So if you feel judged, take it as a sign to create a parenting degree for yourself. We all want the same things – to do our best by our kids and protect their emotional future. My advice (not judgment):

Regardless of the issues, take classes weekly or monthly with a child psychotherapist. Create your own degree and protect your child’s future.


Shara shares:

Boy, Ava covered a lot of wonderful ground above. When Ava asked me to co-write this post with her my first thought was, “Judging? Who has time for that crap? I have four kids, we run 3 businesses from home, we volunteer in town, we teach Sunday School, we mentor teens and I don’t have time to even care if someone is judging me. Nor do I have time to judge others. This is a non issue for me.”

That’s not entirely true, though. Like Ava mentioned above, old habits die hard and I do sometimes find myself feeling judged by others (namely by those who tell me that having four kids is bad for the economy or taxes, etc) or judging others for their parenting (or lack of) practices.

It’s not easy mentoring teens and NOT having judgmental thoughts creep in. “If only these parents would…” “Boy these kids would be better off if their parents didn’t…”

I have to stop myself short and redirect my thinking patterns. “Shara – her parents were both abused as kids. In fact, they are doing better by their kids than their parents did by them. They are trying! Even if it doesn’t seem up to YOUR standards.”

And when I feel judged by others I have to say to myself, “Seriously – who cares if they don’t understand having so many kids? Before they came along, YOU didn’t even think you wanted this many! Haha. Now you love and appreciate your children and you take good care of them. They are happy and healthy. Maybe the naysayer doesn’t think she/he could handle four kids. Maybe they didn’t have a nice childhood and therefore, don’t understand why anyone would want kids at all. Who the heck knows. Let it go. You’re happy and you love your life. That’s that.”

I’m also learning to come back at others, who make disparaging remarks, with something witty and funny. I think this is a good rule of thumb for anyone in any ‘judgy’ situation! Make a funny come-back about it, laugh and move on. “Why do I have four kids? Don’t I care about taxes and how much lots of kids can cost tax payers? Hmm. I haven’t thought about it, really. Freedom of choice gives me the freedom to choose how many kids I want and I guess I got so excited about that, I lost my head. What can I do about it? What? Help me! What have I done here???????? Will you adopt one of them? Maybe you can call Angelina and Brad! They might help me get out of this mess!!!!!!!”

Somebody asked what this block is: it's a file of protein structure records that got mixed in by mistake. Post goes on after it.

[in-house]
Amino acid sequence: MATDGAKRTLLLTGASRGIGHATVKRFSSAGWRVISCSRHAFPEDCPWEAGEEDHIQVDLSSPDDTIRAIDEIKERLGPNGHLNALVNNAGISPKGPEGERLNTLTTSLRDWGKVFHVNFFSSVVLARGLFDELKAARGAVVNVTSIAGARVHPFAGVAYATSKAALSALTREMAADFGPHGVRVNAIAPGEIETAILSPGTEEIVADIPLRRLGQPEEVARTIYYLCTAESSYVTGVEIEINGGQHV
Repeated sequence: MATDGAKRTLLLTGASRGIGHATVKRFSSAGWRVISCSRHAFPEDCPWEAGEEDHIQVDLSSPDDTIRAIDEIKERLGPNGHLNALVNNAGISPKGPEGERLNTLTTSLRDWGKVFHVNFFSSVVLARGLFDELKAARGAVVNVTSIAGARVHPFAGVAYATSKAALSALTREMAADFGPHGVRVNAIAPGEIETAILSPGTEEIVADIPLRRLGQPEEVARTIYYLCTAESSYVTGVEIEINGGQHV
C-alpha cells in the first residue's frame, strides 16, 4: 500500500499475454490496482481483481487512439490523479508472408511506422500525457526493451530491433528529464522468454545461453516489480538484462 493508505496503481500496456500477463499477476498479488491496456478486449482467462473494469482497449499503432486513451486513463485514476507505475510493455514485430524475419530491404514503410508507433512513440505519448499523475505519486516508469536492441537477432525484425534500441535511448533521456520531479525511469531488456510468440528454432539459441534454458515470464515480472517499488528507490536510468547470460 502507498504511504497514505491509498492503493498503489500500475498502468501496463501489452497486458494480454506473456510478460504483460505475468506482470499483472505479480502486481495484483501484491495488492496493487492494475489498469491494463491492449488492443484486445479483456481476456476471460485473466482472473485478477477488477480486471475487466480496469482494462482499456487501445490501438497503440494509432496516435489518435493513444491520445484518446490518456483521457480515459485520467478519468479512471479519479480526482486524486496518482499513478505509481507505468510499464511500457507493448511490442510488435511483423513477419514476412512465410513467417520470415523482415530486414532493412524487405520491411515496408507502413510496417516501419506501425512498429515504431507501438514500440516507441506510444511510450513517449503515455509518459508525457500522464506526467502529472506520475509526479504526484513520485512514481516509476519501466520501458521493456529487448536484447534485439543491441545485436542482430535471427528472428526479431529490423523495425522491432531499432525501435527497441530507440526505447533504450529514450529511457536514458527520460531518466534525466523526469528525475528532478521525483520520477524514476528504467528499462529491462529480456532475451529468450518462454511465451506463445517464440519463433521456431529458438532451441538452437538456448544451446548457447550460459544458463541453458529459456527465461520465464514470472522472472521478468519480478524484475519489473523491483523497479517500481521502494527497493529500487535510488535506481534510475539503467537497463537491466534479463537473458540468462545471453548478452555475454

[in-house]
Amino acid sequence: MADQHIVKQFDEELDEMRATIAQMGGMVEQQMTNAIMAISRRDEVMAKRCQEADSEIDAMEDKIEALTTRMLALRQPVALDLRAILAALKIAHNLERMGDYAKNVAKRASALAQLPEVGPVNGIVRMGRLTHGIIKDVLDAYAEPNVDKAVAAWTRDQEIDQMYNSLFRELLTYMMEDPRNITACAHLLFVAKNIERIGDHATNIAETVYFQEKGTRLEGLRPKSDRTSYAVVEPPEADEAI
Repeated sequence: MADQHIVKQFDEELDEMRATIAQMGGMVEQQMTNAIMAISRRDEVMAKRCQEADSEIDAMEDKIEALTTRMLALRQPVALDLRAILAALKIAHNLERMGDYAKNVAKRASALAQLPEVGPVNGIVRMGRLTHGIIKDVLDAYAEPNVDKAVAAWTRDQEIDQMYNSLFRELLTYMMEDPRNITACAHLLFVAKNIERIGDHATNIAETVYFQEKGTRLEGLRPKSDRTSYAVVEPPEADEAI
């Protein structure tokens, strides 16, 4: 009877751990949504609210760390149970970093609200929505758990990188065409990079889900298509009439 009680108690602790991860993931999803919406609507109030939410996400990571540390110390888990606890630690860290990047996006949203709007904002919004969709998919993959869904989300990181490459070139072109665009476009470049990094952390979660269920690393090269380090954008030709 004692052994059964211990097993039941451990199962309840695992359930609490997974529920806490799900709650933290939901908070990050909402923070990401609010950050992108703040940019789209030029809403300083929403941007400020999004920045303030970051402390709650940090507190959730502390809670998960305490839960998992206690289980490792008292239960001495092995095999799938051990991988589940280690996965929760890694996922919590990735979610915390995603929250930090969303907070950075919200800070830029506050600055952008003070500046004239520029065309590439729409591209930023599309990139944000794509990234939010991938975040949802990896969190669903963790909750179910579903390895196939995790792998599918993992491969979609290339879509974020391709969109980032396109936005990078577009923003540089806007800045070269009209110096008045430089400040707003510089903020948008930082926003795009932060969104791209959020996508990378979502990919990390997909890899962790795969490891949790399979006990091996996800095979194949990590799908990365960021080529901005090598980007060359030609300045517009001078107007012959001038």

Or something similar 🙂

On another note, I agree with Ava that seeking professional help can most certainly be beneficial. I often email Wendy and Ava, in fact, asking for advice about parenting. I’ve encouraged both of them to start offering email/phone services. They are so helpful and knowledgeable, both having more than 20 years of counseling experience.

Here’s hoping they start offering email/phone help very soon so more of us can tap into their brains right from the comfort of home.

And now I’m off to feed my son some lunch. He’ll likely tell me he wants candy with it and I’m probably too tired to fight with him right now.

{Don’t judge me.}



Ava Parnass, a.k.a. “The Kid Whisperer,” is an author, songwriter and child therapist who specializes in marrying entertainment and social-emotional literacy for kids. Ms Parnass helps kids figure out how they feel through playing, talking, listening, reading, singing and dancing. Read more…


Shara has a background in education, early childhood, preschool work, marketing, freelance and special needs. Shara was a nanny for 16+ years working with children birth-13. She has four children of her own. She is currently an active member of her town charity group, a Library Board member and a member of her small town business community (helping with fund-raising events and children’s activities). Read more…


Click Here to Leave a Comment Below

Leave a Reply: